I’m too proud of my hometown to talk about it honestly! “La Riviera Romagnola” – all the area around Rimini’s coast, it’s the actual nest of the club culture and legendarily where the art of DJ’ing is born! (Don’t try to prove me wrong, have a look to DJ Mozart)
Clubs like Baia Degli Angeli, Altro Mondo Studios, Cocoricò, Echoes, Paradiso, Classic. They were all pioneers of the dance scene.
The first time I stepped into Cocoricò club and listened to DJ Cirillo playing it’s there where I was most definitely inspired.
P.S. Try to have a “piadina” at Ilde’s after a couple of days of raving, and you’ll know why I’m so proud of my city!

Where did you learn about music production? And can you also tell us about becoming an Apple Logic Pro Certified Trainer and Music Producer and what it means to you to be able to teach others about creating music?

Teaching and co-working with other artists is my everyday source of further inspiration and energy. It may appear on the outside that its just help and guidance for them, but most of the time it’s the straight opposite.
Everything started from my friend Marco, when he was mocking me about my “geekyness” in the studio. He said once: “Frankie, you are such a Logic-Pro-nerd, why don’t you teach other people?”. So I had a look, found a workshop in NYC, went there twice, got my certifications, met my wife at Paul’s Burger on 2nd Ave and Bowery.
How I learned to use Logic? I read the manual. How I learned to make music? I’m not sure I did it yet…

You currently live in London where you are resident and Music Director at the Mayfair Club – MNKY HSE. How did that come about? And how do you feel about the way club culture appears to moving in terms of festivals taking prominence over weekly club nights?

I have to be honest, it’s still confusing how I ended up there. I think MNKY’s crew embraced my vision and patiently accepted my quirkyness. I’m blessed to Direct an amazing spot like this – it’s a true diamond.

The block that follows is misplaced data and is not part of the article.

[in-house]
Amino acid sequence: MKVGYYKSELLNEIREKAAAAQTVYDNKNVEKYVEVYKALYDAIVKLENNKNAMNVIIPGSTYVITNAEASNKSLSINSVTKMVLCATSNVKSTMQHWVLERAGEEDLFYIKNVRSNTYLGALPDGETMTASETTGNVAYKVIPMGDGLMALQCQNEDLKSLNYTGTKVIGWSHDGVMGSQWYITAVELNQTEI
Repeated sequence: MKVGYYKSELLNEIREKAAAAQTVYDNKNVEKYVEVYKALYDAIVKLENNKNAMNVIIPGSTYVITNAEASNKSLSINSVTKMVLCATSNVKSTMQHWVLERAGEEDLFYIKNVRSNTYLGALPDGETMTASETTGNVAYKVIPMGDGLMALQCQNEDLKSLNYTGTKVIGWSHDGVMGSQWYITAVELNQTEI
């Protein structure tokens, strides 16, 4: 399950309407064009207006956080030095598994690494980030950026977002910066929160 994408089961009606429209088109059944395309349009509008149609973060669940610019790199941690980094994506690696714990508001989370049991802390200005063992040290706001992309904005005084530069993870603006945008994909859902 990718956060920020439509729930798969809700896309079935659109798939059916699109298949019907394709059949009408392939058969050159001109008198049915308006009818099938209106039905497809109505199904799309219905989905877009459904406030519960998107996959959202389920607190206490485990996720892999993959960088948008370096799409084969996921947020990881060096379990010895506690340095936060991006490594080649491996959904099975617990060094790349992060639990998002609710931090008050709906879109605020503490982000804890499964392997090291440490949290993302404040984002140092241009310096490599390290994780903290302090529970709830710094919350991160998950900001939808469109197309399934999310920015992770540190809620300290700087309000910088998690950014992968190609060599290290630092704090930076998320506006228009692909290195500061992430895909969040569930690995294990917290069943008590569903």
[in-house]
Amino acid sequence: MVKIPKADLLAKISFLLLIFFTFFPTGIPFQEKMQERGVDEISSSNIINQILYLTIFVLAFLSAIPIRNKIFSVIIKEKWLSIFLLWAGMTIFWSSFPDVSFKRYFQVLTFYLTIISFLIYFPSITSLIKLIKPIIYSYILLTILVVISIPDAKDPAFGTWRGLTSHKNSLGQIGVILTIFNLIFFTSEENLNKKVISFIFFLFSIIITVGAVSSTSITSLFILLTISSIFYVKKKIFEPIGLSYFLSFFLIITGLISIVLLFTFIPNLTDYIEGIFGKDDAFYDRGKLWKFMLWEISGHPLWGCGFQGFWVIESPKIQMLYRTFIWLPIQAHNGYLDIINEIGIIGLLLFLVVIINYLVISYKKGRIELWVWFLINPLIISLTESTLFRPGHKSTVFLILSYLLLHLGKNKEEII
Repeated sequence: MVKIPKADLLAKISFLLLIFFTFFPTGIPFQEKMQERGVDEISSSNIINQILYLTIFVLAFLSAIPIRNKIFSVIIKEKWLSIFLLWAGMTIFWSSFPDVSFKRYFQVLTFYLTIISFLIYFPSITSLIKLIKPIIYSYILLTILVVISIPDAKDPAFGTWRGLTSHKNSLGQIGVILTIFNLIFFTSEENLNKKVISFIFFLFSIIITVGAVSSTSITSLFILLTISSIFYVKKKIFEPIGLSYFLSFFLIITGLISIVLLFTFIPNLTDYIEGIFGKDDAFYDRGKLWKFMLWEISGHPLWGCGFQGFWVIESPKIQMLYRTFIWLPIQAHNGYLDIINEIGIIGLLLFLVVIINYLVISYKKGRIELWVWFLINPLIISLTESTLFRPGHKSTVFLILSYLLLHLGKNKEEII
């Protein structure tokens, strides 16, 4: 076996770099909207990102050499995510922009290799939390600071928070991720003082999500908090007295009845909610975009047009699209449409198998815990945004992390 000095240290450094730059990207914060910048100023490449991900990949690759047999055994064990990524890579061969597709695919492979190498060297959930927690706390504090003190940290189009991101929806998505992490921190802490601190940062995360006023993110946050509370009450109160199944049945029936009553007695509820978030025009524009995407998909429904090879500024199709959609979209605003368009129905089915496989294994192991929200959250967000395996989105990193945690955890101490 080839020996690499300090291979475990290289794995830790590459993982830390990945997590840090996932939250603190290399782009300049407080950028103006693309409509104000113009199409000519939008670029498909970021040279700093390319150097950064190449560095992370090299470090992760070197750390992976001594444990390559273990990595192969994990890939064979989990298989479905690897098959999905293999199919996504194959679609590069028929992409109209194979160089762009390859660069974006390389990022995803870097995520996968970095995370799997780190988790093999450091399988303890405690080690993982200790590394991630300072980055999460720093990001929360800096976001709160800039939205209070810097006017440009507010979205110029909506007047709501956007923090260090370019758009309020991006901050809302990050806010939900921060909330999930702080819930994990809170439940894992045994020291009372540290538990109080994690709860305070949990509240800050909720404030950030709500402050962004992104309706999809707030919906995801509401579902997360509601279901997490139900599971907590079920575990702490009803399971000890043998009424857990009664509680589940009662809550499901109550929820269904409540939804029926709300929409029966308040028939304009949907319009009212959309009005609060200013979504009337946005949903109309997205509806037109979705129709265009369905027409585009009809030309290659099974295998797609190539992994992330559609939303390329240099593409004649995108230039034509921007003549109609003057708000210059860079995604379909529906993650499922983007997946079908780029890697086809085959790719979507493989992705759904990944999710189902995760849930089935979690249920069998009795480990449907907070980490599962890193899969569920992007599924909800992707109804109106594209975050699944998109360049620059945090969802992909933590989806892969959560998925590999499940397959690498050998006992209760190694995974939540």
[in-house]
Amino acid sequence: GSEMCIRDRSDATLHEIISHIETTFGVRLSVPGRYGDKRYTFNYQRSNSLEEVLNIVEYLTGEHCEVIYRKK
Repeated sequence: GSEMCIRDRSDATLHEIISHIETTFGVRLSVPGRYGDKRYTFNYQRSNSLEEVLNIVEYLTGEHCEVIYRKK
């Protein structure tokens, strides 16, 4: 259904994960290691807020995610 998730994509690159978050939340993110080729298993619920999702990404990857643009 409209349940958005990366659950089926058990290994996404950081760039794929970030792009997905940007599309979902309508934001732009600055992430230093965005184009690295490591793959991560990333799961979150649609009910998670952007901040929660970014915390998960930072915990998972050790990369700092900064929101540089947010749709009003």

The “festival-shifting” has a more sociological meaning: the new generation is so over stimulated that music is not enough to entertain them. That’s why it’s an impelling mandatory act to have massive visual shows or to be in the VIP area sharing your pictures. The clubbing scene, as we loved it, has changed.

What does the word Techno mean for you? And how do you see the music moving forward in time – do you think it will ever become a set of clique’s like the 90’s House sound has become?

That’s a tricky question. I’m a spoiled kid from Rimini who loves Lucio Battisti and Star Wars. I’m not from Detroit, nor from Berlin. I experienced Techno when I listened DJ Saccoman playing some rare wax from R&S and when System Of Survival gave me a folder named “History of Techno Music” to learn – where the Techno sound comes from. So, for me, techno is knowledge and amazement and of course it’s that suspended fraction of a second right before the kick-drum drops.
More than anything else, Electronic Music is a wave, repeating itself in circles, so I think all this “labelling” has no sense for the music-lovers out there; but you know, non-music lovers worship labelling stuff – don’t they?!

What for you is expressed though rhythm (instrumentation) that isn’t expressed though words (song)?

I personally think that Rhythm is one of the many ways to meditate and enter a transcendental state of mind. Rhythm is the medium to carry yourself into an altered condition. Repetition, patterns and accents drive you and your body. That, for me, is the biggest expression. Alternatively, songs carry a message: they share feelings.

Which artists have had the biggest impact on you both in terms of music and in the world outside of it?

I’m a sucker for 90’s Electronic Bands: from Chemical Brothers to Air; Prodigy to Daft Punk.
I’ve been lucky enough to meet all my heroes and legends, to talk with them, to understand their journey. I really hope to get to that level, amount of wisdom and peace.

What is your favourite instrument? Do you own one?

My wettest dream is to be a classical trained piano player and movie soundtrack composer, I have keyboards, theory and score books everywhere. I keep on dreaming though… and that’s why my favorite instruments still remain my trusted AKAI MPC2000XL and its digital version Maschine.

And finally can you tell us about your forthcoming plans?

Re-patching and setting-up the studio is my first priority right now, as well as going back to piano classes (for the 99th time ahahaha)
Jokes apart, I’m finalising a six track album I wrote during my journey in Nepal: it will be released by a Berlin based label of really good friends.
New music in collaboration with my mate David Hasert is soon to be released, same for an incredible amount of tracks which I produced with the tireless Salvo aka SB-Unit.